Let’s get something straight: there is no such thing as “The Deficit” there are deficits, and the politicians of the three main parties are all guilty of presenting an image of a single monolithic deficit that must be “brought down” at all costs. This is to support their cock-eyed view that cuts, particularly to social security benefits are necessary, while tax cuts for the rich will somehow stimulate the sluggish (some would say moribund) economy because the “wealth” will miraculously “trickle down” to those below. Not even the very right-wing George H W Bush believed that and derisively referred to trickle down (or supply side) economics as “voodoo economics”.
Our imperial masters will confuse, sometimes deliberately, “The Deficit” with “The Debt”. Again, there is a debt and it’s called The National Debt, which is accumulated through government spending on wars, for example. The current national debt has been around since the end of the First World War. Politicians, many of whom are not economists, will often claim that “The Debt” also needs to “paid off” and will again cite government spending on social security as the main culprit of increased borrowing. This is economically illiterate bunkum. Yet, we are now in a situation where, once again, the level of the nationals debt is set to be increased by a new war in the Middle East. Yet, the government can’t find money for the NHS? Please, pull the other one.
When politicians talk about The Deficit, most of the public haven’t a clue what it means and this suits our imperial masters well, for they can use this magic phrase to rebut any criticism of austerity, privatizations and cuts to public services. I have lost count of the numbers of vox pop interviews where some member of the public has quite literally repeated verbatim the spiel of some government minister or other. “The country is broke and we need to pay our debts” some ignoramus will opine, while another will claim “There’s no money, we need to cut something”. The United Kingdom is the seventh richest country in the world and there’s no money? Come off it.
There are five kinds of deficits. Let’s deal with each one in turn.
First, there is the structural or budget deficit. This is when the government is spending more money than it receives. Usually, governments receive money through taxation. If a government is cutting taxes for billionaires and faceless corporations, then it isn’t making any money. It’s simple logic. The other way a government can raise money is to print the stuff but quantitative easing, as it’s referred to, has only benefited the same people who got us into this mess: the bankers. The government could remedy this by taxing the rich more. Whenever this idea is proposed, our imperial masters respond by telling us this will hurt the “wealth creators”. These people only create wealth for themselves. They don’t even work for it. They get other people to do the work.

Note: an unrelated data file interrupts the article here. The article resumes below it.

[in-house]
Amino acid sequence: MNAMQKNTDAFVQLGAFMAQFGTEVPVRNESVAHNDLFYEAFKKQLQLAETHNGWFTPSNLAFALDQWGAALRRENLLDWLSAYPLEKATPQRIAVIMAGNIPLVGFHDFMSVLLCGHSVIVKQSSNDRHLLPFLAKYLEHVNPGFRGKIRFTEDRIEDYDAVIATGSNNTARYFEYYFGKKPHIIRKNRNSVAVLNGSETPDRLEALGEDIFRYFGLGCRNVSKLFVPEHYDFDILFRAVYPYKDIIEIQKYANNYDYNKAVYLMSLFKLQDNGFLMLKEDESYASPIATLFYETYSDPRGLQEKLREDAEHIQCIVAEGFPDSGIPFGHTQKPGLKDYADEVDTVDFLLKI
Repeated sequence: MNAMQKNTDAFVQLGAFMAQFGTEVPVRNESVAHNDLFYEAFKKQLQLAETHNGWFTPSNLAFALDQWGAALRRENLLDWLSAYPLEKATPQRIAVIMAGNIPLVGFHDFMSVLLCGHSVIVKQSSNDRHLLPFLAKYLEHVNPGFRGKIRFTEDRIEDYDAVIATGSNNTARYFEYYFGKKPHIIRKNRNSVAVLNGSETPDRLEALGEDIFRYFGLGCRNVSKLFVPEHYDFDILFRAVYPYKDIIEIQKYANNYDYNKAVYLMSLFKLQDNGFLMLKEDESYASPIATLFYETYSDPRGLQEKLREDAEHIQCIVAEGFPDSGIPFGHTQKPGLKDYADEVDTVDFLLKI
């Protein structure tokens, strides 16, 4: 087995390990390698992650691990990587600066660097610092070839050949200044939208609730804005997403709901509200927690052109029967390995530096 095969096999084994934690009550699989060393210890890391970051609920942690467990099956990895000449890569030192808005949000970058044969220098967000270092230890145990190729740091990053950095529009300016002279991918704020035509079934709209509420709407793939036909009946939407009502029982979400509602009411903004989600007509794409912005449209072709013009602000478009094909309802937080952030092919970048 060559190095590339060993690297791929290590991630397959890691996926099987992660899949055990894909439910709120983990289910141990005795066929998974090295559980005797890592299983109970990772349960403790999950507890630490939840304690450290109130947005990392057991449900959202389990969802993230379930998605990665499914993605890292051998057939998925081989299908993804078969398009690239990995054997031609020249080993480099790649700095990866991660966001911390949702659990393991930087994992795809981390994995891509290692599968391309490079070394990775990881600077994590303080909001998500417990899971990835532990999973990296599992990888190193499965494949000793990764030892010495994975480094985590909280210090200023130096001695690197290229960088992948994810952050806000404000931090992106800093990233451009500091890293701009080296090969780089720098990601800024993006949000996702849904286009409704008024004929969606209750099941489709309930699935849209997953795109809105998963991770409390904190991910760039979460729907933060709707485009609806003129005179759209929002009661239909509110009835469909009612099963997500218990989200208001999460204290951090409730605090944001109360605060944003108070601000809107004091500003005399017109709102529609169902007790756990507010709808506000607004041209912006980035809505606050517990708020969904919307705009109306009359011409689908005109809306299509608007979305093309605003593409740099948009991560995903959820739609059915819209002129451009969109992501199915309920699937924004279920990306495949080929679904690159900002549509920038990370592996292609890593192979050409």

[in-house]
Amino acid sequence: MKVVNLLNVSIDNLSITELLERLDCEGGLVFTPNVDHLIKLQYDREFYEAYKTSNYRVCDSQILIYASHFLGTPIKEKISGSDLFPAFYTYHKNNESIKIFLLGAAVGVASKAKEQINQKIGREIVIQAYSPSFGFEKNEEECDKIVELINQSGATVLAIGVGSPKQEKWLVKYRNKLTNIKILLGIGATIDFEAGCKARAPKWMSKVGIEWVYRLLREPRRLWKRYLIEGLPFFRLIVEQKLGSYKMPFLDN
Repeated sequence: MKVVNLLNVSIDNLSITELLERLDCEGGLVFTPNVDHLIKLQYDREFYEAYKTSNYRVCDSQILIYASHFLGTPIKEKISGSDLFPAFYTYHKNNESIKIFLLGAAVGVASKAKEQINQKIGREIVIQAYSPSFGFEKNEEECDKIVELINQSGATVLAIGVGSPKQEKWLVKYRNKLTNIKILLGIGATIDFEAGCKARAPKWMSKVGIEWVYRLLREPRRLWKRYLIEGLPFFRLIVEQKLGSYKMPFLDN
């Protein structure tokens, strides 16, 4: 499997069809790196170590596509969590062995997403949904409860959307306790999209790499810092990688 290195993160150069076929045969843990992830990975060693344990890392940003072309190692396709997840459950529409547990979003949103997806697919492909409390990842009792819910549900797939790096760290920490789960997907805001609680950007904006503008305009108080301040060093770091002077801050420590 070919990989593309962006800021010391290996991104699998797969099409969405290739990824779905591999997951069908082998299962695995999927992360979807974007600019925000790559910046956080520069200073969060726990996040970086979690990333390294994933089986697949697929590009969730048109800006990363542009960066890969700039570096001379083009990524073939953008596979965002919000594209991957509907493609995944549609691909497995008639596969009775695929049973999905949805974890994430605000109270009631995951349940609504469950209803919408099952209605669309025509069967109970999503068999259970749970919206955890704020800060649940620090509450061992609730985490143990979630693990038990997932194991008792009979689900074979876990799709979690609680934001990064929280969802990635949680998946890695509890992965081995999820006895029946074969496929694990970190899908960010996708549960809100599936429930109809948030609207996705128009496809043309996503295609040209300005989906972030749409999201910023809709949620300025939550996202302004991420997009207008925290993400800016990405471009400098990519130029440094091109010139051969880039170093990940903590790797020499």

Work is over-rated. Hard work more so.
The cyclical deficit refers to, as its name suggests, the economic cycle and is caused by downturns in output. Low levels of business activity and high levels of unemployment are the manifestations of this kind of deficit. Some economists disagree over the terms ‘cyclical’ and ‘structural’ and claim that there’s no difference between the two.
A balance of trade deficit occurs when imports outstrip exports. If you’re not making and selling enough stuff to other countries but are buying in loads of stuff from overseas, then this is what happens. Every outgoing Tory government since 1964 has racked up a massive balance of trade deficit for the incoming Labour administration to deal with.
Finally, there’s the balance of payments deficit. This is related to the balance of trade. A balance of payments deficit is created when the imports of goods, services and investment income exceeds the exports of the same things. In 1974, this led to the Sterling Crisis of 1976.
So what is the national debt? Well, this is when governments borrow money from the central bank (In the case of England, this is The Bank of England), which is a private concern and not owned, in spite of its name, by the state. Governments borrow by issuing bonds, securities and bills. In the United States the level of debt to GDP is 73.60%. In the UK, it’s 88.7%. Does this make a difference to you or I? Well, not really, since the government can borrow money at preferential rates of interest. The Tory-led government claims that it’s “reducing borrowing” but it hasn’t. It’s actually borrowed more money than the previous government. Furthermore, all governments borrow money. It’s a fact of life. The Tories’ continual claim that they’re borrowing less (sic) is a lie. In fact, most people don’t even know how much the national debt is, yet Westminster politicians will usually pretend to know when they’re busy conflating the national debt with ‘The Deficit’.
I realize that I have simplified these terms without going into heavy economic theory, but this is how deficits need to be explained to the public.
Do I expect our imperial masters to come clean on government finances any time soon? I doubt it. These people can’t even lie in bed straight.
Here are more blogs about the government’s deficit lies.
Finally! Exposed! The Deficit Myth! So, David Cameron When Are You Going To Apologise?
The Great Debt Lie and the Myth of the Structural Deficit
Another Cameron myth: the coalition hasn’t reduced the deficit by “a quarter”